2022 saw the second largest burnt area in the Europe region on record, with large fires scorching across parts of France, Spain, Portugal, Slovenia and the Czech Republic.
Image: Philippe Lopez / AFP
Europe should brace for more deadly heatwaves driven by climate change, said a sweeping report on Monday, noting the world's fastest-warming continent was some 2.3 degrees Celsius hotter last year than in pre-industrial times.
Crop-withering drought, record sea-surface temperatures and unprecedented glacier melt are among the consequences laid out in a report by the World Meteorological Organization and the European Union's Copernicus Climate Change Service.
The continent, which has been warming twice the global average since the 1980s, saw its warmest summer on record last year, with countries including France, Germany, Italy, Portugal, Spain and the United Kingdom experiencing their warmest year on record.
The world has warmed an average of nearly 1.2C since the mid-1800s, unleashing a devastating cascade of extreme weather, including more intense heatwaves, more severe droughts in some areas and storms made more ferocious by rising seas.
Hardest hit are the most vulnerable people and the world's poorest countries, who have done little to contribute to the fossil fuel emissions that drive up temperatures.
But impacts are becoming increasingly severe across the world, with regions in the northern hemisphere and around the poles seeing particularly rapid warming.
In Europe, the high temperatures "exacerbated the severe and widespread drought conditions, fuelled violent wildfires that resulted in the second largest burnt area on record, and led to thousands of heat-associated excess deaths," said WMO Secretary-General Petteri Taalas.
Temperatures across the continent rose 1.5C in 30 years, from 1991 to 2021, according to the report, the State of the Climate in Europe 2022.
Severe heat left more than 16,000 people dead last year, the report said, while floods and storms accounted for most of the $2 billion in damages from weather and climate extremes.
"Unfortunately, this cannot be considered a one-off occurrence or an oddity of the climate," said Copernicus Director Carlo Buontempo in the report.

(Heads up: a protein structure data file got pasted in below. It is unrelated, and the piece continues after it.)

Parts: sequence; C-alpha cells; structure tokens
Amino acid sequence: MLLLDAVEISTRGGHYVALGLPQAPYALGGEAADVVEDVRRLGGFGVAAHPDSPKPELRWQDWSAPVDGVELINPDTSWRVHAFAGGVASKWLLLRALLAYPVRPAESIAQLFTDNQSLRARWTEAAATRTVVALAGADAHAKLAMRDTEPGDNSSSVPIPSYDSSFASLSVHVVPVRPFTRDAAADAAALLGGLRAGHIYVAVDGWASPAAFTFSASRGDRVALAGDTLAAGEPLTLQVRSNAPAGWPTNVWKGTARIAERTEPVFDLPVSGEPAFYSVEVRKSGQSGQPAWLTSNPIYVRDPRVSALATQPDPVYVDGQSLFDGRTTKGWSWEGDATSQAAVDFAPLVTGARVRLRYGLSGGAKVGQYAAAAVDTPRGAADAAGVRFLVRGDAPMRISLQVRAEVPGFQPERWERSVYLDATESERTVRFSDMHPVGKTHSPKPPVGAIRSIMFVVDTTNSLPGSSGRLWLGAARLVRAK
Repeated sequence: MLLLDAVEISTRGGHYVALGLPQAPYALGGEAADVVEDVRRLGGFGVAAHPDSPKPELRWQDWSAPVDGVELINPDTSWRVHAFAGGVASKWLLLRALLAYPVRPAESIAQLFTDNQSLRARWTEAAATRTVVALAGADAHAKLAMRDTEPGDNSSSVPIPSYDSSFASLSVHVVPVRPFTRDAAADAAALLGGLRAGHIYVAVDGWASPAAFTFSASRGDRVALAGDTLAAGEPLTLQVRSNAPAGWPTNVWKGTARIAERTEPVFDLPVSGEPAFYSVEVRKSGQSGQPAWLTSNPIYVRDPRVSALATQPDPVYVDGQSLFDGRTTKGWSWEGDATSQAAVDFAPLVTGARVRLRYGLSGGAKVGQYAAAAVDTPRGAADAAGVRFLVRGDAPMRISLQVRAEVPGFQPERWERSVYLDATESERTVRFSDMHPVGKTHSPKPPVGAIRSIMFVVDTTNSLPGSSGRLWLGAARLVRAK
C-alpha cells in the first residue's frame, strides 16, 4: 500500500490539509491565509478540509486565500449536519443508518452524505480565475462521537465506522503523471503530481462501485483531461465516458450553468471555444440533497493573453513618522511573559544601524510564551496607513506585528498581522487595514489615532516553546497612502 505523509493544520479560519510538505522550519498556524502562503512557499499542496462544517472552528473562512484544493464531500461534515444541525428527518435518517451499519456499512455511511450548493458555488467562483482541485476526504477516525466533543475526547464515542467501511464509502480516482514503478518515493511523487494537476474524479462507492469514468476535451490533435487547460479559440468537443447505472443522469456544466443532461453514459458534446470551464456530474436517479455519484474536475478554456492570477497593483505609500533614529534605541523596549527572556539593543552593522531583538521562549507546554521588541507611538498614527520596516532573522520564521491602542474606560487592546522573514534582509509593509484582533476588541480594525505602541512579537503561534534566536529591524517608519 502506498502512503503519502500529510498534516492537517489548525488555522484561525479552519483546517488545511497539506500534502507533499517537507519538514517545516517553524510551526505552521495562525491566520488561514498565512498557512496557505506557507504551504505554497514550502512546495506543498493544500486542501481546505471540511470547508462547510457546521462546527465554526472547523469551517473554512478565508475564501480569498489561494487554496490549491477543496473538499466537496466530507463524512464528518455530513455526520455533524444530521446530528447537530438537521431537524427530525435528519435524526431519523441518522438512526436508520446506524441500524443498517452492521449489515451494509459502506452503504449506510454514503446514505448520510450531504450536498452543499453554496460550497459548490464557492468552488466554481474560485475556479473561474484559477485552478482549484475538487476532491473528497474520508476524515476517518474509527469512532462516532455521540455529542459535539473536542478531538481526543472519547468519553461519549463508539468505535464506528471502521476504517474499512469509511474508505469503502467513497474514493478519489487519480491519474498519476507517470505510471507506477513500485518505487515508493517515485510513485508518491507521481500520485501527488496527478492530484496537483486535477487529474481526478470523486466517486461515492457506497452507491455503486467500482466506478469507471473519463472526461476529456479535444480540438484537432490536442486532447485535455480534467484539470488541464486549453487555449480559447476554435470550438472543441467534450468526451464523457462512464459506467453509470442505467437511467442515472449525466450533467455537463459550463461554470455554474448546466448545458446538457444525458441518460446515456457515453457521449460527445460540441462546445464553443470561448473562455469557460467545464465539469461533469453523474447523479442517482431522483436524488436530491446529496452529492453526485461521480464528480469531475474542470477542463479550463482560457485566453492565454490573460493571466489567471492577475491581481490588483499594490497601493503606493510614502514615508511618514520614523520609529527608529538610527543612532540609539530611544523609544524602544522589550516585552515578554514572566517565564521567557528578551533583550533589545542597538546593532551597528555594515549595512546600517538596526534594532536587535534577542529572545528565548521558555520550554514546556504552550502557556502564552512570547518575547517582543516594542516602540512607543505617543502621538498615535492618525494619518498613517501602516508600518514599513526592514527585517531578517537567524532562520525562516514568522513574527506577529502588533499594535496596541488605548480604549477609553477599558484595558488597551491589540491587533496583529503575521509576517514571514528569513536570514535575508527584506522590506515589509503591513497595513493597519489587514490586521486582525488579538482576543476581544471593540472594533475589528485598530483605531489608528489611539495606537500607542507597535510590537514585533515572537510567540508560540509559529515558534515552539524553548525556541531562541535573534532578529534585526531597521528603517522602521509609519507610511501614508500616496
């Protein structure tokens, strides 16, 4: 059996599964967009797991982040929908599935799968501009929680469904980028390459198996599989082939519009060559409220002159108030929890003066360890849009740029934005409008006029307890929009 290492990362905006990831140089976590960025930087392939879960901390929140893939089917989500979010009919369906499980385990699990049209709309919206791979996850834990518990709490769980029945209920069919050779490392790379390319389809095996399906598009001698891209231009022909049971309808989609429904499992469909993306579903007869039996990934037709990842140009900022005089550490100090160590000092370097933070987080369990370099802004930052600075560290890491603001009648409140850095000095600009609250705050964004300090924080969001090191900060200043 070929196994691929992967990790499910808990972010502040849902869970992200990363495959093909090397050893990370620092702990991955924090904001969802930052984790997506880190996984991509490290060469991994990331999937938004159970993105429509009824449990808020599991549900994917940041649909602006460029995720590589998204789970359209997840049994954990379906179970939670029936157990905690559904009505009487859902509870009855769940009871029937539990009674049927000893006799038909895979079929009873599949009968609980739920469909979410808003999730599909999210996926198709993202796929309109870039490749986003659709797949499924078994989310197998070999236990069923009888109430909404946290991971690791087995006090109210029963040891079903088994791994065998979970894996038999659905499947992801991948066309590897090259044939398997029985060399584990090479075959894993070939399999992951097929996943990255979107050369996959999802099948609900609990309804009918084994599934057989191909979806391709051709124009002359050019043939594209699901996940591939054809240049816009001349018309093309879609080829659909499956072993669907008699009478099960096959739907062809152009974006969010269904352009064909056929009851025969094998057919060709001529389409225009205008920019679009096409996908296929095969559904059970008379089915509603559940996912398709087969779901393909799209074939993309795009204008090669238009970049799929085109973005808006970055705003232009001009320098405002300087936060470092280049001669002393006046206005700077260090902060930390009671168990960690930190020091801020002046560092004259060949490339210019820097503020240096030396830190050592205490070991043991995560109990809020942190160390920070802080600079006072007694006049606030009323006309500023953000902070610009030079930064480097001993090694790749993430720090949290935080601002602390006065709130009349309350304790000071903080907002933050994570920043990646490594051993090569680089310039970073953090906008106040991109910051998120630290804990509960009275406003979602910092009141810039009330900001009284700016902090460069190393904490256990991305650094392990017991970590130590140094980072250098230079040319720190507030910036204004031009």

"Our current understanding of the climate system and its evolution informs us that these kinds of events are part of a pattern that will make heat stress extremes more frequent and more intense across the region."
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Increasing temperatures have taken a toll on economies and ecosystems, the report said.
In the Alps, glaciers saw a new record mass loss for a single year in 2022, caused by very low winter levels of snow, a hot summer as well as deposits of wind-blown Saharan dust.
The story was similar in the oceans, with average sea surface temperatures in the North Atlantic the hottest on record, with warming rates in the eastern Mediterranean Sea, the Baltic and Black Seas and the southern Arctic more than three times the global average.
Marine heat waves—which can displace or even kill species—also lasted for up to five months in several regions including the western Mediterranean Sea, English Channel and southern Arctic.
Rainfall was below normal across much of the continent, hitting agricultural production and water reserves while creating the conditions for wildfires.
The year saw the second largest burnt area in the region on record, with large fires scorching across parts of France, Spain, Portugal, Slovenia and the Czech Republic.
The Spanish water reserve decreased to less than half of capacity by July as the Iberian Peninsula saw its fourth drier-than-average year in a row in 2022.
Farmers could not irrigate their fields in parts of France, while the dry conditions hit harvests for cereals and grapes in Germany.
The drought also affected energy production, leading to reductions in hydroelectric power as well as output from some nuclear power stations which rely on water supplies for cooling.
But, in one positive sign for the future, the report noted that wind and solar power generated 22.3 percent of European Union electricity in 2022, overtaking fossil gas (20 percent) for the first time.
The report said this was due to a combination of factors, including a "significant increase" in installed solar power last year.
"Solar and wind tend to complement each other throughout the year: solar radiation is higher in late spring and summer while wind intensity is usually higher in winter," the report said.
While there has been no significant trend in wind or rain patterns in Europe over the last 30 years, the report said there was a marked increase in sunlight, with 2022 seeing the highest amount of solar radiation since records began in 1983.